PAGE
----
How can a dream wedding turn into a nightmare? Try a trip through airport security in a remote mountain region with a modern-day Frankenstein.
The wedding in September 2008 was lovely, with a marvelous mountainous backdrop at Glacier National Park in Montana, just south of the Canadian border. The bride’s bouquet, filled with colorful wildflowers, played up the delicately embroidered accents in her gown. The festive reception was delightful, with both families mingling sociably and the wine flowing freely.
Perhaps a bit too freely. Because of the ensuing adventure through airport security the day after the wedding, I learned to choose my traveling companions far more carefully. In addition, I now know that arriving at an airport (even in a low-traffic destination) two hours before a scheduled departure may not nearly be enough.
During this Wild West wedding, two years ago, a few members of the wedding party imbibed a bit excessively, despite the next day’s travel itineraries for our group. In fact, one of the groomsmen (whose name actually was Frank) took a terrible tumble during a turn on the dance floor, resulting in a late-night trip to the local emergency room and several heavy-duty staples across his forehead.
Frank’s outpatient medical procedure led to complications of an altogether unexpected sort — for the entire wedding party — in airport security the following day.
A half-dozen of us, all bridesmaids and groomsmen from the wedding (and former college chums), were traveling together from Montana to Minneapolis. From there, we would depart for our various home cities.
That night, we packed our carry-on bags with care, diligently following the 3-1-1- rule for our liquids and gels. Piling into a trio of rental cars, we drove to Glacier Park International Airport, in Kalispell, Mont.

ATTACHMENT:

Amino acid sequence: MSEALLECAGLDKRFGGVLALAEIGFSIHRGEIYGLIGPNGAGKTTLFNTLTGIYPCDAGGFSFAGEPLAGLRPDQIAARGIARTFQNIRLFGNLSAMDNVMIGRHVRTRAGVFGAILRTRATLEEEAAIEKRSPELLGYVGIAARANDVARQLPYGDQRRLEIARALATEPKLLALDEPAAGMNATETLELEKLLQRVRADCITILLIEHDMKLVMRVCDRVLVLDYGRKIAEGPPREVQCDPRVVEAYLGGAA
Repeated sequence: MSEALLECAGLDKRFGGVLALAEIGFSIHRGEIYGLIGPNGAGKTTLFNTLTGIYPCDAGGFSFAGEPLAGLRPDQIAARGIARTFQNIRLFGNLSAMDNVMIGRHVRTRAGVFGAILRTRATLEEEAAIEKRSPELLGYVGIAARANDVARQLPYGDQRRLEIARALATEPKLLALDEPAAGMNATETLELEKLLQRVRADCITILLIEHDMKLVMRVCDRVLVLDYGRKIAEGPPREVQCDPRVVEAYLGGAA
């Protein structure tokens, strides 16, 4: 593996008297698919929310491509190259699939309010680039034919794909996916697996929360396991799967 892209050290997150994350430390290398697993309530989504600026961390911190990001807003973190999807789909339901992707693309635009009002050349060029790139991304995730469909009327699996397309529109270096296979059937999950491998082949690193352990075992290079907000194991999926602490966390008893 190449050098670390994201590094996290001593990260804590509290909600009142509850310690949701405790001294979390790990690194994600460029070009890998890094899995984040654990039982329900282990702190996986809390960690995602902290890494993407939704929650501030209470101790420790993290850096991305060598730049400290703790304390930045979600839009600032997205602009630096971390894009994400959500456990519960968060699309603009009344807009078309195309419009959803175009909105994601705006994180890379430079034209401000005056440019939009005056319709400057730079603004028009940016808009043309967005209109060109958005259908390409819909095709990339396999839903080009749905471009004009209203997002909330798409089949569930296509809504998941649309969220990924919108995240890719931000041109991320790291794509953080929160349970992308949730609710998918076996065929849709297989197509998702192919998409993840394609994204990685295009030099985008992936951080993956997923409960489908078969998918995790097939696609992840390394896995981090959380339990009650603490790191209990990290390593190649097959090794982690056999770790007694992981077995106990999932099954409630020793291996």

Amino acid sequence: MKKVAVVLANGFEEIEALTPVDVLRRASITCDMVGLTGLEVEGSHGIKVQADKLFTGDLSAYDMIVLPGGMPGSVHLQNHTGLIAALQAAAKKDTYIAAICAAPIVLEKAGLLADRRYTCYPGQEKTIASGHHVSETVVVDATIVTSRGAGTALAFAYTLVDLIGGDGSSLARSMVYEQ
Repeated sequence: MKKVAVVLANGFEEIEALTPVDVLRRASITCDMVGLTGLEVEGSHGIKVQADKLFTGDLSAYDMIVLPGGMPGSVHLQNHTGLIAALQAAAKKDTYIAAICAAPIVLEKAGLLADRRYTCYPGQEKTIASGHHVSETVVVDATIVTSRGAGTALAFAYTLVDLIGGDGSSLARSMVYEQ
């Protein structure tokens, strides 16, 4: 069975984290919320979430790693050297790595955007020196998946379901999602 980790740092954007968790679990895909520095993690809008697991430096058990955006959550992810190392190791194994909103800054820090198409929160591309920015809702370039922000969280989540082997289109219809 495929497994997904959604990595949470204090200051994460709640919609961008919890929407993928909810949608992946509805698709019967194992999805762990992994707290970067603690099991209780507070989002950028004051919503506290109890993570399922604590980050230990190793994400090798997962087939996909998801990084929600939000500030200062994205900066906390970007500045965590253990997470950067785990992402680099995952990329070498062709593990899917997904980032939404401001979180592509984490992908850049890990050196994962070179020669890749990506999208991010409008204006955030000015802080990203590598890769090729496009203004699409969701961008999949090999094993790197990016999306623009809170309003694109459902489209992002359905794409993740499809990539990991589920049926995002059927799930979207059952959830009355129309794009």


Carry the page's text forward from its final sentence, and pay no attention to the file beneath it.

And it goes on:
After returning our convoy of leased vehicles at the airport, we printed our boarding passes, using the computer units by the Delta Airlines ticket counter. With 90 minutes to spare, we rolled our carry-on luggage toward the airport security check-in. The line was about 20 people deep, but it seemed to move fairly quickly.
That’s where the real trouble began, and it was positively alarming.
I shuffled into the passenger line, along with three other bridesmaids, and Frank stepped in behind us, still reeling a bit from his inebriated mishap. I tried not to stare at his two blackened eyes or the badly bruised and swollen wound on his head, as he pulled his brand-new cable-knit cap down over his eyebrows.
Approaching the Transportation Security Administration conveyor belts, I began to prepare for the inspection. I grabbed a plastic bin and stowed my purse, my cellular phone, my medical packet, my clear zippered plastic bag of cosmetics, my shoes, my belt and my wristwatch. I stepped up toward the metal detector unit.
Suddenly, I noticed that Frank had stepped ahead of me in the line. I turned and watched my personal belongings, moving into the x-ray machine. For a moment, I was surprised that my pre-filled medical syringes did not provoke any response from the TSA inspectors.
The alarm sounded, as Frank entered the metal detector unit. Two TSA agents instructed him to step back. Frank’s face turned red, as he lifted his shirt to look for his belt. He stepped into the arched machine again.
Again, the alarm echoed, despite the crowd noise in the small Montana airport terminal.
Finally, the TSA staffers took Frank aside for a private inspection, where they discovered that the 17 metal staples in his head were activating the metal detector.
We sprinted to the gate.
We were the last passengers aboard.
Since that tumultuous trip, I have flown again, with no measurable mishaps in airport security. But then, I have never traveled with Frankenstein again, or any of his cohorts, and I always arrive extra early at the airport.
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